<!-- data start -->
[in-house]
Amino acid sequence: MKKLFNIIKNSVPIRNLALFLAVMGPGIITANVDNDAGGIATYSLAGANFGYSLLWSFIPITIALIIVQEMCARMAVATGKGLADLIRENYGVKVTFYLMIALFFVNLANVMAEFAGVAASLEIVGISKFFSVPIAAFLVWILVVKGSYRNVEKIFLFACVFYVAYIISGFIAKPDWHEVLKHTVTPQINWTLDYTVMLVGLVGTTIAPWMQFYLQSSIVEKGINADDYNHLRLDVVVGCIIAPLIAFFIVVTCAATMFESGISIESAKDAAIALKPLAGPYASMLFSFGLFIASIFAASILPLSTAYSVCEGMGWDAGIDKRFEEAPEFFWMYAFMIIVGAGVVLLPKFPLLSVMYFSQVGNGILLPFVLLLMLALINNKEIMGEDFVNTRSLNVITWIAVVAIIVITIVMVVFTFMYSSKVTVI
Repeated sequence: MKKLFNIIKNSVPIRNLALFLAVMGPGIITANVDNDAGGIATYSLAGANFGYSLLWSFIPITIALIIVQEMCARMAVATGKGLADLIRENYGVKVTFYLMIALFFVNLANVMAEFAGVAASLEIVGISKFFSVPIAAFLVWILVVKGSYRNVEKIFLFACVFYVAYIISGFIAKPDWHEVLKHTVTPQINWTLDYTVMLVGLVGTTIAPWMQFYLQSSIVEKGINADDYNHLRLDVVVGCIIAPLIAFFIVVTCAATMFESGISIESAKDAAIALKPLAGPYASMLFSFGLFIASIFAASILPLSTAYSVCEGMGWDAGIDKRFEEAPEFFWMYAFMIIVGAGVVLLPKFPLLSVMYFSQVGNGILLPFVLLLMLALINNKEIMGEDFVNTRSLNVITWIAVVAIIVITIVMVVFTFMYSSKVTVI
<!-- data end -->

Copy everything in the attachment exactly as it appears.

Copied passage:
[in-house]
Amino acid sequence: MKKLFNIIKNSVPIRNLALFLAVMGPGIITANVDNDAGGIATYSLAGANFGYSLLWSFIPITIALIIVQEMCARMAVATGKGLADLIRENYGVKVTFYLMIALFFVNLANVMAEFAGVAASLEIVGISKFFSVPIAAFLVWILVVKGSYRNVEKIFLFACVFYVAYIISGFIAKPDWHEVLKHTVTPQINWTLDYTVMLVGLVGTTIAPWMQFYLQSSIVEKGINADDYNHLRLDVVVGCIIAPLIAFFIVVTCAATMFESGISIESAKDAAIALKPLAGPYASMLFSFGLFIASIFAASILPLSTAYSVCEGMGWDAGIDKRFEEAPEFFWMYAFMIIVGAGVVLLPKFPLLSVMYFSQVGNGILLPFVLLLMLALINNKEIMGEDFVNTRSLNVITWIAVVAIIVITIVMVVFTFMYSSKVTVI
Repeated sequence: MKKLFNIIKNSVPIRNLALFLAVMGPGIITANVDNDAGGIATYSLAGANFGYSLLWSFIPITIALIIVQEMCARMAVATGKGLADLIRENYGVKVTFYLMIALFFVNLANVMAEFAGVAASLEIVGISKFFSVPIAAFLVWILVVKGSYRNVEKIFLFACVFYVAYIISGFIAKPDWHEVLKHTVTPQINWTLDYTVMLVGLVGTTIAPWMQFYLQSSIVEKGINADDYNHLRLDVVVGCIIAPLIAFFIVVTCAATMFESGISIESAKDAAIALKPLAGPYASMLFSFGLFIASIFAASILPLSTAYSVCEGMGWDAGIDKRFEEAPEFFWMYAFMIIVGAGVVLLPKFPLLSVMYFSQVGNGILLPFVLLLMLALINNKEIMGEDFVNTRSLNVITWIAVVAIIVITIVMVVFTFMYSSKVTVI